Principal ready to ‘give the keys to the kids’ in new West Ada school

West Ada educator Cliff Rice is about to open his second school.

Rice taught in the inaugural year at Mountain View High, eventually becoming the school’s principal. This time, he’ll lead the opening at Owyhee High School.

“We have the opportunity to start new traditions,” Rice said. “I want to give the keys to the kids.”

Owyhee High, the West Ada School District’s newest high school, will start the 2021-2022 school year with about 1,430 students from Eagle, Meridian and Rocky Mountain high schools. Seniors who live in Owyhee’s boundary had the option to graduate at their respective high schools this year. Incoming sophomores, juniors and seniors will mostly transfer from the other West Ada schools.

Owyhee High’s planned capacity is 1,800 students, with a maximum of 2,000, making it West Ada’s smallest high school. Rocky Mountain, the district’s (and state’s) biggest, enrolls just over 2,400 students. Meridian High, currently the district’s smallest, has about 1,900 students.

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West Ada spokeswoman Char Jackson said enrollment is difficult to predict but they are expecting the school’s senior class to have about 105 students, while the freshman class could have 520.

Owyhee High sits on 70 acres and has dedicated classrooms for career and technical education (CTE) classes, like welding and cooking. Students from Eagle and Rocky Mountain high schools will be able to take some CTE classes at Owyhee. A project already awaits the school’s CTE students: building a press box for the baseball and softball fields.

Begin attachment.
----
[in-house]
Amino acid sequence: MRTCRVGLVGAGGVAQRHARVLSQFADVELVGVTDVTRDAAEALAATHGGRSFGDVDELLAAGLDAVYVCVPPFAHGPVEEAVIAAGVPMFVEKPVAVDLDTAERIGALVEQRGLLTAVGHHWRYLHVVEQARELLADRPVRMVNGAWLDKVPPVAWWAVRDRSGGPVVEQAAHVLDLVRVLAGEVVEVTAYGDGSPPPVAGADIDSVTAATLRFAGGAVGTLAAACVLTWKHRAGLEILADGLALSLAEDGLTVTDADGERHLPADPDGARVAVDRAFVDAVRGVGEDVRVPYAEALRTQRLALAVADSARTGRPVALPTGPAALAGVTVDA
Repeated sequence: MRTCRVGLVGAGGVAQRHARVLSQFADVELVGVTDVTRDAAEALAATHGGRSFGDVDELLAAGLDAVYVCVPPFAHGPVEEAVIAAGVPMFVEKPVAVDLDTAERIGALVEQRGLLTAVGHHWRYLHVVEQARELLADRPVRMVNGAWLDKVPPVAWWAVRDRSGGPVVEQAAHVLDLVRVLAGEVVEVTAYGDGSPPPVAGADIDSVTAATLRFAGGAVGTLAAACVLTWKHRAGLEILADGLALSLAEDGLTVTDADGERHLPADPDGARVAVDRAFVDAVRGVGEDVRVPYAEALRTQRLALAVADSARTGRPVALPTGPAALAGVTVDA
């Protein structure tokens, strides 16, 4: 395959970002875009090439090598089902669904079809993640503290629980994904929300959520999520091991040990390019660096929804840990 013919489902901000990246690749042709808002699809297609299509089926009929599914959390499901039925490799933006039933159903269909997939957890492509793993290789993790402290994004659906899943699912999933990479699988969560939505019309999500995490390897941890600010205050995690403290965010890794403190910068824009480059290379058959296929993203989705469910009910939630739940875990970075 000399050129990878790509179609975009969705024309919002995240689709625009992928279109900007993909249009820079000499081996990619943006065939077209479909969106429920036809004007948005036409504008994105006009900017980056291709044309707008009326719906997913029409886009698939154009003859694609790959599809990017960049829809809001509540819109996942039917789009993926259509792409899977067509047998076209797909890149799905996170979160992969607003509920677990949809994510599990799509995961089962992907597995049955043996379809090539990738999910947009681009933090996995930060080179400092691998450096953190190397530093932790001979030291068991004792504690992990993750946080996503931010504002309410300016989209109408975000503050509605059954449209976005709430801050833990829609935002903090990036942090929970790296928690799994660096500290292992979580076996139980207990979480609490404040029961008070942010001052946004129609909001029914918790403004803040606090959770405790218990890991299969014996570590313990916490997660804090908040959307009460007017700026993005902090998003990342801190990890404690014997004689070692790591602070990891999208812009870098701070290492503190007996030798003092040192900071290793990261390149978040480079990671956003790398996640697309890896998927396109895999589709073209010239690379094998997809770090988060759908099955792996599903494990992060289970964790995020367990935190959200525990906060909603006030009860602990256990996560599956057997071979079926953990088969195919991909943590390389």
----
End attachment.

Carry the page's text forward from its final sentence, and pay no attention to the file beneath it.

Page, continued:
Creating a culture

While the first group of incoming students will be a mix of transfers from other schools, Rice is not worried about creating the culture of the new school.

Owyhee High has logos and the “Storm” nickname. Rice said he’ll let the students select the school’s mascot.

Rice added that it might be easier to create a new school culture in the first year after COVID-19 disrupted the 2020-2021 school year.

“There was nothing normal about the past year. So we have the opportunity to give the kids a fresh start,” he said.

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A veteran presence

Rice recruited longtime Idaho educator Russ Wright to teach biology and coach baseball.

Wright spent the past two years as the Fruitland High athletic director¬†following over a decade of coaching baseball and teaching biology at the school. He’s also coached and taught at Payette and Minico high schools and at Treasure Valley Community College.

Wright led Minico to eight state baseball tournament runs in 10 years. He took over at Fruitland in 2006 and led the Grizzlies to eight state championships, including four consecutive titles from 2014 to 2017 and 12 district titles. He was inducted into the American Baseball Coaches Association Hall of Fame in 2012, one of 13 high school coaches to receive the honor.

Despite retiring from teaching and coaching two years ago, Wright said he couldn’t refuse coming to a new high school.

“How often do you get to do that?” Wright said. “Everyone who enters this school is coming from somewhere else. Me included. Most teachers don’t get the chance to go to a brand new school.”

Wright said he anticipates some growing pains for the school, including for himself moving from a high school of 500 students to one four times the size.

When it comes to school culture, Wright said the first step is the strength of the principal.

“The tone is going to be set from him down to the staff,” Wright said of his new boss.

About Nik Streng

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